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Jazz - Released May 26, 2015 | Nonesuch

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Jazz - Released May 25, 2015 | Sunnyside

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Contemporary Jazz - Released May 19, 2015 | Bonsaï Music

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Contemporary Jazz - Released May 18, 2015 | Gaya Music Production

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Jazz - Released May 11, 2015 | Promise Land

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Jazz - Released May 8, 2015 | ECM

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Jazz - Released May 4, 2015 | jazz&people

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Contemporary Jazz - Released April 27, 2015 | Sound Surveyor

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Contemporary Jazz - Released April 27, 2015 | Onjazz Records

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Africa - Released April 24, 2015 | Glitterbeat Records

Hi-Res Booklet Distinctions 4F de Télérama - Sélection JAZZ NEWS
"No matter how intricate his finger-work or deep his Griot knowledge, plugged-in Kouyaté retains an admirably grimy tone, meaning lute-player or no, he belongs within the very top ranks of contemporary proponents of electric African guitar..." © TiVo
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Vocal Jazz - Released April 17, 2015 | Okeh

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Jazz - Released April 17, 2015 | Deutsche Grammophon ECM

Distinctions Sélection JAZZ NEWS - 5 Sterne Fono Forum Jazz
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Jazz - Released April 17, 2015 | ECM

Hi-Res Booklet Distinctions Sélection JAZZ NEWS - 5 Sterne Fono Forum Jazz
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Jazz - Released April 17, 2015 | Deutsche Grammophon ECM

Distinctions Sélection JAZZ NEWS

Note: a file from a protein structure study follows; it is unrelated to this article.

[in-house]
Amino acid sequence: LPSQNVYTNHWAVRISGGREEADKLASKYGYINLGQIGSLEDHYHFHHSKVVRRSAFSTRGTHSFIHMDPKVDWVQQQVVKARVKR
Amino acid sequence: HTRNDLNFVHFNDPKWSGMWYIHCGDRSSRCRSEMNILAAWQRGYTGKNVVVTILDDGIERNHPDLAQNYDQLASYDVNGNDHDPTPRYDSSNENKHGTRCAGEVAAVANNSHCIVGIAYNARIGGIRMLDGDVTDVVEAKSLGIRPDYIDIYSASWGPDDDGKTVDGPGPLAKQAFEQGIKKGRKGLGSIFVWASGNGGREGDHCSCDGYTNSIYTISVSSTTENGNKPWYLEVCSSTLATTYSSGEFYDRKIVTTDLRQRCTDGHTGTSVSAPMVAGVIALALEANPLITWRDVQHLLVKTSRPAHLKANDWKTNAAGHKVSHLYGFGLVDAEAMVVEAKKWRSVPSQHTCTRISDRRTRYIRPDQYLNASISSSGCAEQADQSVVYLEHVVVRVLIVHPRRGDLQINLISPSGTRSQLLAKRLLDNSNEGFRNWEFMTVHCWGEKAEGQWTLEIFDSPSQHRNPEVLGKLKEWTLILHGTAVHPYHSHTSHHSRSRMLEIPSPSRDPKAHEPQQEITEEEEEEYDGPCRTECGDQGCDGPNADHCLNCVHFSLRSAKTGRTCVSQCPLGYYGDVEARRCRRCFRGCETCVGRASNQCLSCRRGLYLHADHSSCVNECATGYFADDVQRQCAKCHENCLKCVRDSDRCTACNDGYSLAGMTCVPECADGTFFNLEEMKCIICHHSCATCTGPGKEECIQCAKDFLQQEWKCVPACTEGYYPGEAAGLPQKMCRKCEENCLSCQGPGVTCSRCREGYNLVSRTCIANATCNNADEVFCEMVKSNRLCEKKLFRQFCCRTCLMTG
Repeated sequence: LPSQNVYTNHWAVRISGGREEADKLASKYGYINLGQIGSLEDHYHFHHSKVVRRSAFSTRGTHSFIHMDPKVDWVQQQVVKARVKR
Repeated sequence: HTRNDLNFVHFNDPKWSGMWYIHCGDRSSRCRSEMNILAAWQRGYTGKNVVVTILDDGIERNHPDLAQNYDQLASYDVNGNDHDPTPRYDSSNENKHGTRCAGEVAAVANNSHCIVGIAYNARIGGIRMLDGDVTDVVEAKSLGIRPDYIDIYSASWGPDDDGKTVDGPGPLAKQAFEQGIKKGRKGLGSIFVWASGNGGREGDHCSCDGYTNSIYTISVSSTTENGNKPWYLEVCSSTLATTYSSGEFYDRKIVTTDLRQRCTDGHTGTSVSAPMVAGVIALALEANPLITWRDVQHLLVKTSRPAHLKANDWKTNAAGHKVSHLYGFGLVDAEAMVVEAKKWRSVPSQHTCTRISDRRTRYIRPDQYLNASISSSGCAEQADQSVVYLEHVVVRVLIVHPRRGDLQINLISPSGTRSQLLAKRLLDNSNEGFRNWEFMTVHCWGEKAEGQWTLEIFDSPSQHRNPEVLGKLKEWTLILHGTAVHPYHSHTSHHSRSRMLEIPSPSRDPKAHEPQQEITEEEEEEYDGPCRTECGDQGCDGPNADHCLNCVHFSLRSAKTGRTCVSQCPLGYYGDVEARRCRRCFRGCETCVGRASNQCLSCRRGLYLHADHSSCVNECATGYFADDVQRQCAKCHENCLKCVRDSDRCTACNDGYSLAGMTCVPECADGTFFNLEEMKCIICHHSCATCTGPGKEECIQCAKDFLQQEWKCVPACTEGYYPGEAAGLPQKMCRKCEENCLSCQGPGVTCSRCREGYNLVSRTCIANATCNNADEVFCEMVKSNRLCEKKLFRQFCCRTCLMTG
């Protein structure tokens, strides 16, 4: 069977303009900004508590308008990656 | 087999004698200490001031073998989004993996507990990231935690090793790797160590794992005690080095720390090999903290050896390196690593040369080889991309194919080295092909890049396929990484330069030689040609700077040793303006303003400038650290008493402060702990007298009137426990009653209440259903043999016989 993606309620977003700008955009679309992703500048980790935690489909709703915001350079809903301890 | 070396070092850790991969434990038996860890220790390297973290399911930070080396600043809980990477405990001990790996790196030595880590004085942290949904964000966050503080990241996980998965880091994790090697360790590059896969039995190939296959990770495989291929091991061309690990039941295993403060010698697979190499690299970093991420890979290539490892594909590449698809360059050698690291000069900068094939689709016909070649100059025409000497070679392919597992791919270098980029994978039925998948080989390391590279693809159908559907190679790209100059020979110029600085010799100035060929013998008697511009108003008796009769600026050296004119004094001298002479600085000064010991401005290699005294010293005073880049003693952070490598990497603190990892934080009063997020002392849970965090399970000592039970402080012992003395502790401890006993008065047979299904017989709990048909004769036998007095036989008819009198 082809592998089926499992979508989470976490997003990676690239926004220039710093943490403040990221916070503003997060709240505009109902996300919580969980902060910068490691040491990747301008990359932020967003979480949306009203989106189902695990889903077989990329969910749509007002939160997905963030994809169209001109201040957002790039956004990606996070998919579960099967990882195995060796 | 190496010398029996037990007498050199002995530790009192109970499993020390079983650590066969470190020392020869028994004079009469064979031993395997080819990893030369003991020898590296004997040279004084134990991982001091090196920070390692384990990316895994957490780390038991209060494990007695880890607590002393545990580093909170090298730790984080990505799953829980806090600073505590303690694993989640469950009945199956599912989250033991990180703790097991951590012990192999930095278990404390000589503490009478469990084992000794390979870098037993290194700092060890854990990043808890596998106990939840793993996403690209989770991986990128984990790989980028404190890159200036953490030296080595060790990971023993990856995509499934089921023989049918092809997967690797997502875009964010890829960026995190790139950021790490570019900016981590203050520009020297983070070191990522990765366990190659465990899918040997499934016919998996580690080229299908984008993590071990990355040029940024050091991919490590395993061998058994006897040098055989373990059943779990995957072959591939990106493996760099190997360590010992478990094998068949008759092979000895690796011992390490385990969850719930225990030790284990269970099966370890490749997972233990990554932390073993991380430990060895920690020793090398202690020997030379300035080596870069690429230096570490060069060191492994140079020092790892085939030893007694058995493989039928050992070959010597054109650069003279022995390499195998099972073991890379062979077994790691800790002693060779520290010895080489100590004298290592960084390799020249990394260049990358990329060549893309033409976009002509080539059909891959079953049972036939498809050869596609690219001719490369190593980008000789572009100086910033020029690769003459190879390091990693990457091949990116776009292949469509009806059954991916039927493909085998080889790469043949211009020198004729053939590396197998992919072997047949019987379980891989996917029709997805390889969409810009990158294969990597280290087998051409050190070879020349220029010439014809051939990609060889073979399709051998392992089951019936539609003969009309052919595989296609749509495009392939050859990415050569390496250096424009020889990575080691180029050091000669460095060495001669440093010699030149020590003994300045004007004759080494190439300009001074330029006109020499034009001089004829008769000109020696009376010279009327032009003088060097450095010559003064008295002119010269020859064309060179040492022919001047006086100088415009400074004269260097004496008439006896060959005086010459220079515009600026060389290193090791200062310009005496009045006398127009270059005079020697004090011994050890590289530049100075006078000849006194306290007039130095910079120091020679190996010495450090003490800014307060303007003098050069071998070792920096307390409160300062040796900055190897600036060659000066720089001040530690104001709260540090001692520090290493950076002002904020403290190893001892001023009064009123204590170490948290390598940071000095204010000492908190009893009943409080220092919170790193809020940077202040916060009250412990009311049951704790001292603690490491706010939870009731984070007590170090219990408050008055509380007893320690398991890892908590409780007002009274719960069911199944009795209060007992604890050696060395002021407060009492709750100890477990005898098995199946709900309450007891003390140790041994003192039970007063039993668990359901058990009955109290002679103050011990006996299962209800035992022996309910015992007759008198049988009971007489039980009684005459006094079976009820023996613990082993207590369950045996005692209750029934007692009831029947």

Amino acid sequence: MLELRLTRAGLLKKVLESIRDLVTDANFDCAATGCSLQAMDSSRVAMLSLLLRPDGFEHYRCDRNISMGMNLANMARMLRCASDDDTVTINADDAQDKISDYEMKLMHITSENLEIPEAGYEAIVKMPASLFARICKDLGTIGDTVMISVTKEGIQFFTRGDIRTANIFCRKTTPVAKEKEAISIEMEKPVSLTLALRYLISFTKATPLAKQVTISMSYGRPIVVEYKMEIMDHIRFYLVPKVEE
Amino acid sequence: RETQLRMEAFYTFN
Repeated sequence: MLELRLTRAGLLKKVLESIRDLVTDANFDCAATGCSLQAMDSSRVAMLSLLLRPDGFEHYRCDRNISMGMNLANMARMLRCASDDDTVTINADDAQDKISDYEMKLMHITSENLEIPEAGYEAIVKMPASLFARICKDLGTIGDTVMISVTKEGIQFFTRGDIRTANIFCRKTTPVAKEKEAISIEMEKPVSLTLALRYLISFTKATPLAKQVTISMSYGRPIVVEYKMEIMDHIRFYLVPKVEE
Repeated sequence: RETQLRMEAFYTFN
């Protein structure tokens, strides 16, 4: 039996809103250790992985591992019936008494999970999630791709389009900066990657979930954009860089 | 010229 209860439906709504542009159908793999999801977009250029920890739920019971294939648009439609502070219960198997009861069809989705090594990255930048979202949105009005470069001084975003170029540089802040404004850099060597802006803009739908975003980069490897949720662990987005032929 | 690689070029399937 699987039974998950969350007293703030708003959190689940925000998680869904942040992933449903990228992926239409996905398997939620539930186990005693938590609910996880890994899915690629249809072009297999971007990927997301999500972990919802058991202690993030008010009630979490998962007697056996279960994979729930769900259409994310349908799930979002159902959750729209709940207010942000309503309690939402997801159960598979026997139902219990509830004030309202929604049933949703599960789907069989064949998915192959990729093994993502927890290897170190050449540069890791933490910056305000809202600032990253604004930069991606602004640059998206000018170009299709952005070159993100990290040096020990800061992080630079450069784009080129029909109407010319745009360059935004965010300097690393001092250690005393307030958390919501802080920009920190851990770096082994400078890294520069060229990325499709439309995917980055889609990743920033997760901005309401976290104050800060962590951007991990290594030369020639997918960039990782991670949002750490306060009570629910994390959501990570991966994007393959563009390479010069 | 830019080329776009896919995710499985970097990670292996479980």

When Tim Berne recorded with Snakeoil for ECM in 2012, it marked the debut of a new working band and his first studio album in a decade. With Oscar Noriega on clarinets, pianist Matt Mitchell, and drummer Ches Smith, Berne was able to extend the horizons in his compositions. While conversational intrigue, fiery improvisation, knotty counterpoint, and wildly varying dynamics had long been part of his aesthetic, they found a fluid yet immediate language on 2013's Shadow Man. That quartet has become a quintet with the addition of guitarist Ryan Ferreira on You've Been Watching Me (produced by David Torn). If you're thinking of this as a direct link to his Bloodcount group that added guitarist Marc Ducret, you're only partially right. Ferreira adds not just firepower, but a unique ability to explore texture and space. Four of the album's seven pieces are over ten minutes. Opener "Lost in Redding" commences with an avant-prog-like intro as harmonic cadences are woven together almost knot-like. Ferreira and his distortion boxes cut loose before restrained clarinet and saxophone skeins give way to a gorgeous Mitchell solo. There isn't anything "small" about "Small World in a Small Town." Over 18 minutes long, its first five-and-a-half are a duet between Berne and Mitchell that begins elliptically but gathers force and labyrinthine dimensions before the rest of the band enters. Ferreira's guitar is another lyric instrument in an expansive, contrapuntal study that opens on to a spacious yet at times sparse sonic vista. Noriega's clarinet solo is lovely before the band re-enters in a bluesy, steam-gathering waltz. "Embraceable Me" has a chamber ensemble's intimacy, albeit one where Smith's use of vibes is as poignant as it is illustrative, and it holds down its angular lyric line. It maintains that feel even when the dynamic increases with Noriega (on sax) and Ferreira adding cadenza-like extensions before dialoguing in jagged yet precise counterpoint and then shifting toward a thematic five-note pulse (Mitchell) as Ferreira, Noriega, and Berne add tonal color and breadth before introducing another complex harmonic line with the guitarist taking it out. Most of "Semi-Self Detached"'s ten-plus minutes is made up of long languorous spaces, ambient textures, and melodic suggestions that give way to a blistering free alto saxophone solo, cracking clattering drums, majestic piano, and precise, gear-like lyricism at its nadir. "False Impressions" features frenetic, unmistakably swinging conversations between Berne and Noriega in the tune's head (with hints of Julius Hemphill's influence). Mitchell places a percussive, tangled melodic frame as Smith adds dimension on vibes and Ferreira's distorted guitar lines soar atop. Even the long, shapeshifting, textural digression in the center is focused, smart, and full of surprises. You've Been Watching Me is the most structured record from Snakeoil as well as the most varied. The band's language has expanded with the addition of Ferreira, yet it's more intuitive -- where the space and complexity are different shades in the face of beauty. © Thom Jurek /TiVo